Ottoman Small Pattern Holbein Knotted Carpet – 16th Century
This small patterned Holbein knotted carpet from the 16th century belongs to a group of carpets with a similar pattern, which is named after the Renaissance painter Hans Holbein the Younger (1497-1543), as they often appear in his paintings.
There is also a separate group of large patterned Holbein carpets. The field patterning of this small-patterned “Holbein” carpets consists of braided-band octagons arranged diagonally, combined with rhombic shapes arranged offset to the octagons.
Oriental Carpets in Renaissance Paintings
Carpets of Middle-Eastern origin, either from Anatolia, Persia, Armenia, Azerbaijan, the Levant, the Mamluk state of Egypt, or Northern Africa, were used as decorative features in Western European paintings from the 14th century onwards.
More depictions of Oriental carpets in Renaissance painting survive than actual carpets produced before the 17th century. Therefore, comparative art-historical research has, from its onset, relied on carpets represented in datable European paintings.
When Western scholars explored the history of Islamic carpetmaking, several types of carpet patterns became conventionally called after the names of European painters who had used them.
Some of these design types ceased to be produced several centuries ago, and the location of their production remains uncertain, so obvious alternative terms were not available. Some of the kinds of carpet design named after artists include:
- Holbein carpets,
- Bellini carpets,
- Crivelli carpets,
- Ghirlandaio carpets,
- Memling carpets, and
- Lotto carpets.
Oriental carpets were depicted in the art during the Renaissance for many reasons but most notably because of their perceived rarity, preciousness, and strangeness.
Oriental rugs were depicted as a background for saints and religious scenes. Later on, the religious iconography was taken over by politically influential persons to assert their status and power.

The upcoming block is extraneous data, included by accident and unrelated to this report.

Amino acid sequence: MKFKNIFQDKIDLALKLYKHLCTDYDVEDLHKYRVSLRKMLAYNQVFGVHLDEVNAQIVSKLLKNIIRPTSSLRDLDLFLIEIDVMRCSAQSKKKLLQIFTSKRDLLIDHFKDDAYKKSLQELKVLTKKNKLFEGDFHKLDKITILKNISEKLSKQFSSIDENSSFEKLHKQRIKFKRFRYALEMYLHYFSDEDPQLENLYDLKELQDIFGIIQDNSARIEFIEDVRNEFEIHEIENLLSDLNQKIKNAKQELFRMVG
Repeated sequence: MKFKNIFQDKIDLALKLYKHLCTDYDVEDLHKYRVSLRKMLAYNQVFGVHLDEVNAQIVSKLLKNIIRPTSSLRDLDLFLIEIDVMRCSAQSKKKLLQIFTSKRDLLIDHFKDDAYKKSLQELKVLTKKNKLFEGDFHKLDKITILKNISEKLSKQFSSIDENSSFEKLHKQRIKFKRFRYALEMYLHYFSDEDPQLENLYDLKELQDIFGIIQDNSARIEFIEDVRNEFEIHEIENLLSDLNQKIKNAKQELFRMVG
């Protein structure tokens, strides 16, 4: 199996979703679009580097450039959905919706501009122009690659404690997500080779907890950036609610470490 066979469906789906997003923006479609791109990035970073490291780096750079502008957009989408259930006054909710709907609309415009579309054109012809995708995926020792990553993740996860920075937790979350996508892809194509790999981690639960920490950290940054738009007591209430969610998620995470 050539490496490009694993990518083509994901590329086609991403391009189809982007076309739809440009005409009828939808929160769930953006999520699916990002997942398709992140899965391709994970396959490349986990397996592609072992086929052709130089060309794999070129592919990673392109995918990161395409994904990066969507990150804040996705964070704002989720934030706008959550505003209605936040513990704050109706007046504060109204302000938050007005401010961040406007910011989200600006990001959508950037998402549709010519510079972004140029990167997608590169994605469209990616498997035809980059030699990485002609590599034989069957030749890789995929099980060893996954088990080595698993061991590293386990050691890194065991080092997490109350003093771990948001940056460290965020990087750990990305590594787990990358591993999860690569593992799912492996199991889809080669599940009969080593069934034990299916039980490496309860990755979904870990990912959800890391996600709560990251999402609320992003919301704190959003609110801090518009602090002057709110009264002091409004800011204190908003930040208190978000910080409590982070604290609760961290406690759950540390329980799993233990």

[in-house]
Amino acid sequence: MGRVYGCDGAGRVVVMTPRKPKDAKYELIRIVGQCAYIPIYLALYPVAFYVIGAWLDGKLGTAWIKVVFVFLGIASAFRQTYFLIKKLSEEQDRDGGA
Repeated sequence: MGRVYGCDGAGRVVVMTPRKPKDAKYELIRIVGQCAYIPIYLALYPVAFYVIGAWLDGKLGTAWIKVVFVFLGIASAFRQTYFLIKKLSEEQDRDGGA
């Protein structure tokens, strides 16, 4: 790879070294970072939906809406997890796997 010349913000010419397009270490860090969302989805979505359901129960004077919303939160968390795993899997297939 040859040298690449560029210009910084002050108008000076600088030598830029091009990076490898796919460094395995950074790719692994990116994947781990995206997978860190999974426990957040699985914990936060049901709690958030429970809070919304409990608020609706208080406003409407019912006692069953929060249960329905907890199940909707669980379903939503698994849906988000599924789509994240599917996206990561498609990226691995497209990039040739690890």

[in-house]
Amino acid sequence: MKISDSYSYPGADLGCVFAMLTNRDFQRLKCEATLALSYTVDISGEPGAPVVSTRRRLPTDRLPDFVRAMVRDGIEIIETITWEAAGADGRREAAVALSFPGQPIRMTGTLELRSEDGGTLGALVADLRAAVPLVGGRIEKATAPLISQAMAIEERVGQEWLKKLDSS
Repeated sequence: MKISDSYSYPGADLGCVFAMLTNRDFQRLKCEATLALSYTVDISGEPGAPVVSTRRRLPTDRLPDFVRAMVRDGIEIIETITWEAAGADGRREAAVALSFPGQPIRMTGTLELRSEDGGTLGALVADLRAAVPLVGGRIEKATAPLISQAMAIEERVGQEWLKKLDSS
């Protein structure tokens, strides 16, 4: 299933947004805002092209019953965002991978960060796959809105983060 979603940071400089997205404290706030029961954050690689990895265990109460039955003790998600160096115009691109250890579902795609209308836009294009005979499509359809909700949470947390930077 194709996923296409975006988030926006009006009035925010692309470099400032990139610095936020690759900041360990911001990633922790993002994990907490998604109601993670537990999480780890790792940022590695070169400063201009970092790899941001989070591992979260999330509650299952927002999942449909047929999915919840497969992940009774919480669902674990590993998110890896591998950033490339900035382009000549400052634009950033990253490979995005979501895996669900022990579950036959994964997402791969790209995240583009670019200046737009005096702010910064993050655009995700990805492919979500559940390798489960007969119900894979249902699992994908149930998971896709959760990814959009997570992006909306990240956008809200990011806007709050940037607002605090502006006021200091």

Holbein carpets are a type of carpet taking their name from Hans Holbein, the Younger, due to their depiction in his paintings.
The carpet designs in Holbein’s paintings are among the most common designs of Anatolian carpets seen in Western Renaissance paintings.
All are purely geometric and use a variety of arrangements of lozenges, crosses, and octagonal motifs within the primary field.
Holbein frequently used carpets in portraits, on tables for most sitters, but on the floor for Henry VIII. There are two kinds of Holbein carpets.
The “Small-pattern Holbein” type is defined by an infinite repeat of small patterns, with alternating rows of octagons and staggered rows of diamonds.
This style can be as seen in Holbein the Younger’s Portrait of Georg Gisze (1532), or the Somerset House Conference (1608).
The “Large-pattern Holbein” type has motifs in the field inside the border consists of one or two large squares filled with octagons, placed regularly, and separated from each other and the edges by narrow stripes.
The carpet in Holbein’s The Ambassadors is an example of this type.
The “Large-pattern Holbein type” in The Ambassadors has large, square, star-filled compartments, which are combined with secondary, smaller squares containing octagons.
In contrast to the other types, which only include patterns of equal scale, this type shows subordinate ornaments of unequal size.
The carpet in Holbein’s The Ambassadors
Anatolian carpets refer to rugs and carpets woven in Asia minor and its adjacent regions. It denotes a knotted, pile-woven floor or wall covering.
Together with the flat-woven kilim, Anatolian rugs represent an essential part of the regional culture. The origin of carpet weaving remains unknown, as carpets are subject to use, wear, and destruction by insects.
Rug or carpet weaving represents a traditional craft dating back to prehistoric times. Carpets were woven much earlier than even the oldest surviving rugs would suggest.
During its long history, the art and craft of the woven carpet have absorbed and integrated different cultural traditions. For example, traces of Byzantine design can be observed in Anatolian design.
The arrival of Islam and the development of Islamic art had profoundly influenced the Anatolian carpet design.
Its ornaments and patterns thus reflect the political history and social diversity of the area. Traditional Anatolian carpet production started by the mid-15th century and continued to be produced for nearly two centuries.
Ottoman Small Pattern Holbein Knotted Carpet
- Name: Small Pattern Holbein Knotted Carpet
- Date: 16th century
- Location: Ushak, Turkey
- Type: Carpet
- Culture: Ottoman
- Material: Wool, symmetrical, V 39, H 32 per 10 cm
- Dimensions: Height: 274 cm; Width: 142 cm
- Museum: Pergamon Museum
Europe and the knotted carpet
Ottoman – Turkish Handmade Antique Carpets
Explore the Pergamon Museum
- The Pergamon Altar
- Ishtar Gate
- The Market Gate of Miletus
- Tile – Building Ceramic – Iran 13th – 14th Century
- Lion Hunting Scene – 750 BC
- Islamic Astrolabe
- Islamic Prayer Niche
- Victory Stele of Esarhaddon
- Desert Place of Mshatta Facade
- Temple of Ashur Water Basin
- Orpheus Mosaic from Miletus
- Lion Hunt Relief from Nimrud
- Ottoman Small Pattern Holbein Knotted Carpet – 16th Century
- Masterpieces of The Pergamon Museum
Carpet making knots
“When someone beats a rug, the blows are not against the rug, but against the dust in it.”
Photo Credit: 1) JOM Sources: Museum material and Wikipedia.